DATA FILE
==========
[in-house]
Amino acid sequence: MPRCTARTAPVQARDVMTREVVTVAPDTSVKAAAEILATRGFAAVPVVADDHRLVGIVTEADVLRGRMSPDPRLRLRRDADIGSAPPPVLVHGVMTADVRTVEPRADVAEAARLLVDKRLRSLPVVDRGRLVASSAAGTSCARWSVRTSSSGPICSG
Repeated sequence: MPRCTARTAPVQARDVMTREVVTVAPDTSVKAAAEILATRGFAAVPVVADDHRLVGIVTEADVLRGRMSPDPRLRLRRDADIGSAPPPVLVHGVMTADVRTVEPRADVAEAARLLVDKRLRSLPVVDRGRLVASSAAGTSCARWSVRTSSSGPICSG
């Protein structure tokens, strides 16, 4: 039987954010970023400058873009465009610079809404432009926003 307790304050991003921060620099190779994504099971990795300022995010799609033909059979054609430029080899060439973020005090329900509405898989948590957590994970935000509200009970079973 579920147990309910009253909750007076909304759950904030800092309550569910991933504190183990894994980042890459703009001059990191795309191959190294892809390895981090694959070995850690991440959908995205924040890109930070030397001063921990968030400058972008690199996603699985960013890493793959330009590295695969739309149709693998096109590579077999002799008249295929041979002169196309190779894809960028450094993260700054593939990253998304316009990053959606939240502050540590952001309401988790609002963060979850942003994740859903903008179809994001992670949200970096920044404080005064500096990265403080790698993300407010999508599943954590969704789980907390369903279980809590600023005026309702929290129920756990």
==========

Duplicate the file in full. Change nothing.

[in-house]
Amino acid sequence: MPRCTARTAPVQARDVMTREVVTVAPDTSVKAAAEILATRGFAAVPVVADDHRLVGIVTEADVLRGRMSPDPRLRLRRDADIGSAPPPVLVHGVMTADVRTVEPRADVAEAARLLVDKRLRSLPVVDRGRLVASSAAGTSCARWSVRTSSSGPICSG
Repeated sequence: MPRCTARTAPVQARDVMTREVVTVAPDTSVKAAAEILATRGFAAVPVVADDHRLVGIVTEADVLRGRMSPDPRLRLRRDADIGSAPPPVLVHGVMTADVRTVEPRADVAEAARLLVDKRLRSLPVVDRGRLVASSAAGTSCARWSVRTSSSGPICSG
């Protein structure tokens, strides 16, 4: 039987954010970023400058873009465009610079809404432009926003 307790304050991003921060620099190779994504099971990795300022995010799609033909059979054609430029080899060439973020005090329900509405898989948590957590994970935000509200009970079973 579920147990309910009253909750007076909304759950904030800092309550569910991933504190183990894994980042890459703009001059990191795309191959190294892809390895981090694959070995850690991440959908995205924040890109930070030397001063921990968030400058972008690199996603699985960013890493793959330009590295695969739309149709693998096109590579077999002799008249295929041979002169196309190779894809960028450094993260700054593939990253998304316009990053959606939240502050540590952001309401988790609002963060979850942003994740859903903008179809994001992670949200970096920044404080005064500096990265403080790698993300407010999508599943954590969704789980907390369903279980809590600023005026309702929290129920756990």